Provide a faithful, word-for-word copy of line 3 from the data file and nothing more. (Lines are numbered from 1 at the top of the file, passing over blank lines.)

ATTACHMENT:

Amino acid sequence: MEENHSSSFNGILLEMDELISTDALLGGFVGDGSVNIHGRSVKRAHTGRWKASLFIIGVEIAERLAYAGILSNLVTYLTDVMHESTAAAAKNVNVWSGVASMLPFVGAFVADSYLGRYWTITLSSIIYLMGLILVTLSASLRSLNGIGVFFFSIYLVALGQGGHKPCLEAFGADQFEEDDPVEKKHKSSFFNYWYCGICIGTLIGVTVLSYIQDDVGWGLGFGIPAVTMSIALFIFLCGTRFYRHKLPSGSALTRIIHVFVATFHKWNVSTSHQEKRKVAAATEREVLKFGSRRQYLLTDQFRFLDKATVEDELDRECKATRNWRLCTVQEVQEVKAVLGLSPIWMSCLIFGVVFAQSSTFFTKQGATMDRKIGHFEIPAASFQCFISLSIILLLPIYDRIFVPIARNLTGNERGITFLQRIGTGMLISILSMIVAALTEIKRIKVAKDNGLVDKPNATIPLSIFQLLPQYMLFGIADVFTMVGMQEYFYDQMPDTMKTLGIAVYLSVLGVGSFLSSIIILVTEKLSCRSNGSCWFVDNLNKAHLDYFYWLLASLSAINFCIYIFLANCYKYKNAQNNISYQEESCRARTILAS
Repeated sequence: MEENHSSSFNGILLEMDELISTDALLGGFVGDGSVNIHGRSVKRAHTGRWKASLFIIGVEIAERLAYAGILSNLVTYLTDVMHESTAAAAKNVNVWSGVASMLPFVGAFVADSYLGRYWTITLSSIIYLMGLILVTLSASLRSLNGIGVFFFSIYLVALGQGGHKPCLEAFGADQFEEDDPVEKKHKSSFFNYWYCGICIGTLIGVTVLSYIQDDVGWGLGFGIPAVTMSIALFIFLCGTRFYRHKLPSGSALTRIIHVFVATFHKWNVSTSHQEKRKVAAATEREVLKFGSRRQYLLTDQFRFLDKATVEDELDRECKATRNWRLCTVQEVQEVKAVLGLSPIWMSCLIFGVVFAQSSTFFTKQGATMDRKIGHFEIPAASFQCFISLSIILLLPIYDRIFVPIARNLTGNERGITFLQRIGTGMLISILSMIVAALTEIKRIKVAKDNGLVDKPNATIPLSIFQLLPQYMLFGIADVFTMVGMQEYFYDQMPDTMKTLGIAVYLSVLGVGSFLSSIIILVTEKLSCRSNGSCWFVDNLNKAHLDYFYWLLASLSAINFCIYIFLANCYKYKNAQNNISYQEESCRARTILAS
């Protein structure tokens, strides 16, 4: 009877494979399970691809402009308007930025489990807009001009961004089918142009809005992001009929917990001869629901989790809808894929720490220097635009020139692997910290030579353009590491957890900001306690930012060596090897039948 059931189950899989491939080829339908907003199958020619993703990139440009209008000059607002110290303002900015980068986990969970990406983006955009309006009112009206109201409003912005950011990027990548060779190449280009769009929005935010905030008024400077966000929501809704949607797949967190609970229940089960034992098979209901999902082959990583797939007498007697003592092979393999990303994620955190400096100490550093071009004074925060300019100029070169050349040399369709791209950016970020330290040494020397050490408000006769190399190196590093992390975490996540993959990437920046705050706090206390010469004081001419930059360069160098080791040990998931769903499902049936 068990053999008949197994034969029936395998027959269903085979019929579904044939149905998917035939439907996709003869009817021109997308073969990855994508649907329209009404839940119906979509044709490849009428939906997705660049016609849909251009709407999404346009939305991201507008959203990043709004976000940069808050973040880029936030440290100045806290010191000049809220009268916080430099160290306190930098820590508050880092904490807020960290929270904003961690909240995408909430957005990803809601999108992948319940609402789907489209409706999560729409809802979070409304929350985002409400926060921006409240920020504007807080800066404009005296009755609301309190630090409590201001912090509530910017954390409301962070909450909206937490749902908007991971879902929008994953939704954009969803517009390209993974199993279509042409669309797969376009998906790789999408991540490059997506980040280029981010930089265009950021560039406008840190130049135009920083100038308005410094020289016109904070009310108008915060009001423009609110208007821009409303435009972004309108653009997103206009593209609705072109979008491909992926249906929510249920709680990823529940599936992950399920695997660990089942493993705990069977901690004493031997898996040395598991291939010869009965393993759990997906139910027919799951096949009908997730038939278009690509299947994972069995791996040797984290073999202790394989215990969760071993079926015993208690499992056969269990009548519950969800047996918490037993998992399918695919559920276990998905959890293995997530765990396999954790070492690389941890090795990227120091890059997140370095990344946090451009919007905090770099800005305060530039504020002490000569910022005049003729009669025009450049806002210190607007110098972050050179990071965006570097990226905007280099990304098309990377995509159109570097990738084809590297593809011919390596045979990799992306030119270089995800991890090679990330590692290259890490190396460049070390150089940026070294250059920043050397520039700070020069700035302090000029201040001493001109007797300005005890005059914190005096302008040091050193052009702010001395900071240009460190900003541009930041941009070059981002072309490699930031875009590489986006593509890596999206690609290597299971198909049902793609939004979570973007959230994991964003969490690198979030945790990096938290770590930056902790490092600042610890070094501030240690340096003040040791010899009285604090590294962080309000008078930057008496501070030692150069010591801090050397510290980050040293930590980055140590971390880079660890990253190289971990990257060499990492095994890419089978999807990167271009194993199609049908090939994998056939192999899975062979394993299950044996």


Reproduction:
């Protein structure tokens, strides 16, 4: 009877494979399970691809402009308007930025489990807009001009961004089918142009809005992001009929917990001869629901989790809808894929720490220097635009020139692997910290030579353009590491957890900001306690930012060596090897039948 059931189950899989491939080829339908907003199958020619993703990139440009209008000059607002110290303002900015980068986990969970990406983006955009309006009112009206109201409003912005950011990027990548060779190449280009769009929005935010905030008024400077966000929501809704949607797949967190609970229940089960034992098979209901999902082959990583797939007498007697003592092979393999990303994620955190400096100490550093071009004074925060300019100029070169050349040399369709791209950016970020330290040494020397050490408000006769190399190196590093992390975490996540993959990437920046705050706090206390010469004081001419930059360069160098080791040990998931769903499902049936 068990053999008949197994034969029936395998027959269903085979019929579904044939149905998917035939439907996709003869009817021109997308073969990855994508649907329209009404839940119906979509044709490849009428939906997705660049016609849909251009709407999404346009939305991201507008959203990043709004976000940069808050973040880029936030440290100045806290010191000049809220009268916080430099160290306190930098820590508050880092904490807020960290929270904003961690909240995408909430957005990803809601999108992948319940609402789907489209409706999560729409809802979070409304929350985002409400926060921006409240920020504007807080800066404009005296009755609301309190630090409590201001912090509530910017954390409301962070909450909206937490749902908007991971879902929008994953939704954009969803517009390209993974199993279509042409669309797969376009998906790789999408991540490059997506980040280029981010930089265009950021560039406008840190130049135009920083100038308005410094020289016109904070009310108008915060009001423009609110208007821009409303435009972004309108653009997103206009593209609705072109979008491909992926249906929510249920709680990823529940599936992950399920695997660990089942493993705990069977901690004493031997898996040395598991291939010869009965393993759990997906139910027919799951096949009908997730038939278009690509299947994972069995791996040797984290073999202790394989215990969760071993079926015993208690499992056969269990009548519950969800047996918490037993998992399918695919559920276990998905959890293995997530765990396999954790070492690389941890090795990227120091890059997140370095990344946090451009919007905090770099800005305060530039504020002490000569910022005049003729009669025009450049806002210190607007110098972050050179990071965006570097990226905007280099990304098309990377995509159109570097990738084809590297593809011919390596045979990799992306030119270089995800991890090679990330590692290259890490190396460049070390150089940026070294250059920043050397520039700070020069700035302090000029201040001493001109007797300005005890005059914190005096302008040091050193052009702010001395900071240009460190900003541009930041941009070059981002072309490699930031875009590489986006593509890596999206690609290597299971198909049902793609939004979570973007959230994991964003969490690198979030945790990096938290770590930056902790490092600042610890070094501030240690340096003040040791010899009285604090590294962080309000008078930057008496501070030692150069010591801090050397510290980050040293930590980055140590971390880079660890990253190289971990990257060499990492095994890419089978999807990167271009194993199609049908090939994998056939192999899975062979394993299950044996």